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|February 26-March 4, 2009
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Top of the line
Antiques preserve the experience of the world’s first skiers
by Dave Philipps
Skiing has its own version of inflation that goes something like this: When skis get better, skiers get better. When skiers get better, they ski harder terrain. When skiers ski harder terrain, they demand better skis, so the whole cycle begins again.
Follow the pattern and eventually guys in dual-density plastic boots are carving on supershaped, superwide, carbon fiber skis, and almost all the newest slopes in Colorado are blacks or double blacks.
That’s where we are today.
But you don’t have to go far to find out what skiing was like 50 years ago, when runs were short and black diamonds were rare.
In fact, you have to go only as far as Richard Allen’s garage.
The veteran Aspen, Colo., ski bum has one of the largest collections of antique ski equipment in the world, and unlike other collectors, who often coddle their collections like curators, he likes to take gear out on the snow.
“These were the top of the line — beautiful skis,” Allen said on a recent morning as he parted the clutter in his Carbondale garage to reveal a shiny red pair of 1960 Fischer skis — narrow, wooden, straight as a post and rising about a foot over his head.
Allen, who runs a company called Vintage Ski World out of his house, has organized antique-ski races at Aspen for years. He provides retro ski coats, and gear as props for commercials and chichi corporate theme parties. When I called to ask if I could see his collection, he suggested, instead, that we step into some antique wooden planks so I could get a glimpse of what skiing used to be.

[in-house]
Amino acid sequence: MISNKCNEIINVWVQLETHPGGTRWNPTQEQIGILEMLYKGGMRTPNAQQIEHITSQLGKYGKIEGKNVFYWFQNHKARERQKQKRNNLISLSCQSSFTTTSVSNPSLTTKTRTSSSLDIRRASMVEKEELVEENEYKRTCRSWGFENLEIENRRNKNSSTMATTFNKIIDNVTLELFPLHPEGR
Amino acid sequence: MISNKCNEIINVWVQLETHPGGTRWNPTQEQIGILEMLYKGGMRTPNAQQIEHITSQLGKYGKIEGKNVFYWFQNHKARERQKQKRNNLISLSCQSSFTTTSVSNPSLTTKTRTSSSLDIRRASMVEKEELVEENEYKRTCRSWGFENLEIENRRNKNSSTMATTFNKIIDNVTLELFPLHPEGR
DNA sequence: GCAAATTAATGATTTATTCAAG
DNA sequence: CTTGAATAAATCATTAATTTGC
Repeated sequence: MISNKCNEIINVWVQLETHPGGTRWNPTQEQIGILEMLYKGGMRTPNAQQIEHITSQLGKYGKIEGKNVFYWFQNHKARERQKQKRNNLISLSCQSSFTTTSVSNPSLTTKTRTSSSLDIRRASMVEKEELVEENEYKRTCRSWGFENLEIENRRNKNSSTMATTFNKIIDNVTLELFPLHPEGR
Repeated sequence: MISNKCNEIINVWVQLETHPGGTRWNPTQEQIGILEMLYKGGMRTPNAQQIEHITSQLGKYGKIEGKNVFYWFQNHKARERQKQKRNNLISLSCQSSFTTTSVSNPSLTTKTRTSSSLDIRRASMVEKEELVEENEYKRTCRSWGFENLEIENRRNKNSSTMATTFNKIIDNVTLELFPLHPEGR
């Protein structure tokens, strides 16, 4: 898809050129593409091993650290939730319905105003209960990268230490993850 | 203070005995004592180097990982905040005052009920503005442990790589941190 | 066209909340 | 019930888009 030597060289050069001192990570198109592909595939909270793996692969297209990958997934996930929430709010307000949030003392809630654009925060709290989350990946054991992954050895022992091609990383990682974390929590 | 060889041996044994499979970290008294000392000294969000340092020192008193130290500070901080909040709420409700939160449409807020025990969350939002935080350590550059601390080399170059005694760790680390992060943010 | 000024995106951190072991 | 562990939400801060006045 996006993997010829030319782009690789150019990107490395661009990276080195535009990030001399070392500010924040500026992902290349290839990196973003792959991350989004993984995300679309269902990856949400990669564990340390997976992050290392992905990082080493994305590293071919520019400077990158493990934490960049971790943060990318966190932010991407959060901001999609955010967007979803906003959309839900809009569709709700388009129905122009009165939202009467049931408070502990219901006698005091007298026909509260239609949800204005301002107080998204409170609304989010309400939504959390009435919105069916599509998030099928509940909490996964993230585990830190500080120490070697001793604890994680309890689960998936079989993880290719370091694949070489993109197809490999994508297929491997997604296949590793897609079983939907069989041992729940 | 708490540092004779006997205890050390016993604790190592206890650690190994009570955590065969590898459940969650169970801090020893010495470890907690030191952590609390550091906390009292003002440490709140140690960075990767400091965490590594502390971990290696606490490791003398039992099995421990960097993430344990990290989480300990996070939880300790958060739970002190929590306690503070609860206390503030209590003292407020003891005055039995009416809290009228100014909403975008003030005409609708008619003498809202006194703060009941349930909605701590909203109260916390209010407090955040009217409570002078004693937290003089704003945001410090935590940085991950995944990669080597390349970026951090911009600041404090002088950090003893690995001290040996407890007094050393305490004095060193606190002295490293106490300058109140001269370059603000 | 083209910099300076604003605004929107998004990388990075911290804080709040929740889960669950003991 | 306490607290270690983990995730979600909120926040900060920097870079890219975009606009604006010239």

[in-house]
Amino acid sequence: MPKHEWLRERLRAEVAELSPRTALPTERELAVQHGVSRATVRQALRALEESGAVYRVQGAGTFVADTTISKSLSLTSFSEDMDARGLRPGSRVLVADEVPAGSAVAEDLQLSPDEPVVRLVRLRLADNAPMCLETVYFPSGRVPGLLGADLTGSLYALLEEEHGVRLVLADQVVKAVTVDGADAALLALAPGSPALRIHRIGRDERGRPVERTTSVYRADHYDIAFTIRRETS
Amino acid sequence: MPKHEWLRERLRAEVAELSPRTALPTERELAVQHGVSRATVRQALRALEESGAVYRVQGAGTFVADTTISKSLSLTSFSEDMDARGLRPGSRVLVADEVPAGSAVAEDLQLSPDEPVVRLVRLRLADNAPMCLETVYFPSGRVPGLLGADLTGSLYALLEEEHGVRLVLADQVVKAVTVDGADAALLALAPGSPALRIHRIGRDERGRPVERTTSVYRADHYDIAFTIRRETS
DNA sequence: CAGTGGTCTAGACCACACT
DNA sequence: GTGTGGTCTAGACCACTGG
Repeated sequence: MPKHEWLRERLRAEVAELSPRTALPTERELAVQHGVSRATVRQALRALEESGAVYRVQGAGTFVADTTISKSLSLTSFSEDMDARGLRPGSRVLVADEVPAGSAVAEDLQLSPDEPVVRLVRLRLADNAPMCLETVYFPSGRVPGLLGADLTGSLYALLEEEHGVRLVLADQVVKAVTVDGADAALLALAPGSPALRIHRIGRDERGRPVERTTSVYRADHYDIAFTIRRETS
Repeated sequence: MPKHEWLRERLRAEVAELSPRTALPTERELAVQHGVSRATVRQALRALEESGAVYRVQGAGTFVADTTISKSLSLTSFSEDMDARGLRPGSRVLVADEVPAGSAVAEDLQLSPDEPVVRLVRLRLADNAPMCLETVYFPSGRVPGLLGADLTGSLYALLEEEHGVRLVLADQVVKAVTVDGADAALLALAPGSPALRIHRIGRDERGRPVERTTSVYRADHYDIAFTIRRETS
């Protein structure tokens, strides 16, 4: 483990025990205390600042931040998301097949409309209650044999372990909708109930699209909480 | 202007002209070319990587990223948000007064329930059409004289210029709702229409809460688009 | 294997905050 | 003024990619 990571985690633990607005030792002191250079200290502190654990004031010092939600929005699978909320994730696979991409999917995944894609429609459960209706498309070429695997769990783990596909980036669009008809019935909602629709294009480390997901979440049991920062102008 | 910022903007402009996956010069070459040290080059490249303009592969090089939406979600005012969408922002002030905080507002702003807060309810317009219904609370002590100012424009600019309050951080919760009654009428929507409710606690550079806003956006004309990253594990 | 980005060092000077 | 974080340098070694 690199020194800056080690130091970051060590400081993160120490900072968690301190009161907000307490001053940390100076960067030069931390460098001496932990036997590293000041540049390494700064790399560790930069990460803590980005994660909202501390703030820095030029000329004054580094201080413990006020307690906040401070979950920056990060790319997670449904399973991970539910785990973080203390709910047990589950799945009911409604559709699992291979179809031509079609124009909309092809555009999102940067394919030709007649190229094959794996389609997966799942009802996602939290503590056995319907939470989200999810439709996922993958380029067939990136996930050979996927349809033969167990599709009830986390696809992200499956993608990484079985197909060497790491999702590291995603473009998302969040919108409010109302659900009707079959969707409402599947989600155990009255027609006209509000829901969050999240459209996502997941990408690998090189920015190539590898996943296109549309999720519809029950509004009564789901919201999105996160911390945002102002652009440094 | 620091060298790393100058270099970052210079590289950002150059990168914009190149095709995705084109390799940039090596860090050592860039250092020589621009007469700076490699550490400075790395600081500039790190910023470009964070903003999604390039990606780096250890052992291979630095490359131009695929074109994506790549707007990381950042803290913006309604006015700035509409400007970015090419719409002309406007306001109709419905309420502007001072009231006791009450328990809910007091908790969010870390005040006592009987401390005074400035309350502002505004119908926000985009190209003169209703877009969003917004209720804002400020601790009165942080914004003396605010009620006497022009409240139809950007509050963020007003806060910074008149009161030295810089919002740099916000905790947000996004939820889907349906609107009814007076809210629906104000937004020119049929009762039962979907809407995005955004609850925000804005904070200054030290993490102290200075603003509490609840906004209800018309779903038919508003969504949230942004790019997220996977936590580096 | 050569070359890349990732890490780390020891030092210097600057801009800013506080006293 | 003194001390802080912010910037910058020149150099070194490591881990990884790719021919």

“Don’t expect it to be like the skiing you’re used to,” he said as he dug a 7-foot-long pair of 1960 Austrian Blizzards from a wall of hundreds of skis and handed them to me with a pair of low, leather boots.
“What should I expect?” I asked.
“Expect to fall on your ass.”
Allen’s collection — which includes thousands of skis, boots, poles, posters, patches, pins, hats, mitts and goggles that fill his house, his triple garage and five or six self-storage units — started with his grandfather’s skis.
Not much changed in ski technology between the oldest skis yet discovered (crude planks dating back 8,000 years) and Allen’s first.
They were all handmade from wood, had a leather binding, and could handle only the gentlest hills. But since then, skis have evolved at a feverish pace.
Allen has specimens from every era.
Once friends knew he was saving his family’s old skis, they began offering their old gear.
By 1990, he was buying out old ski shops with back rooms full of ancient gear. Now people come to him with stuff by the truckload.
He sells antique skis, posters and patches on his website, Vintageskiworld.com — mostly to fund his appetite for more skis.
“The handcrafted beauty of these old skis — the elegance!” he said as he sorted through boxes, pulling out jackets and wool pants that would match the 1960 skis he picked for me. “That’s why I fell in love. It’s become a bit of an addiction. In every old ski you can feel the essence, the history, the beautiful energy of the skier who owned it”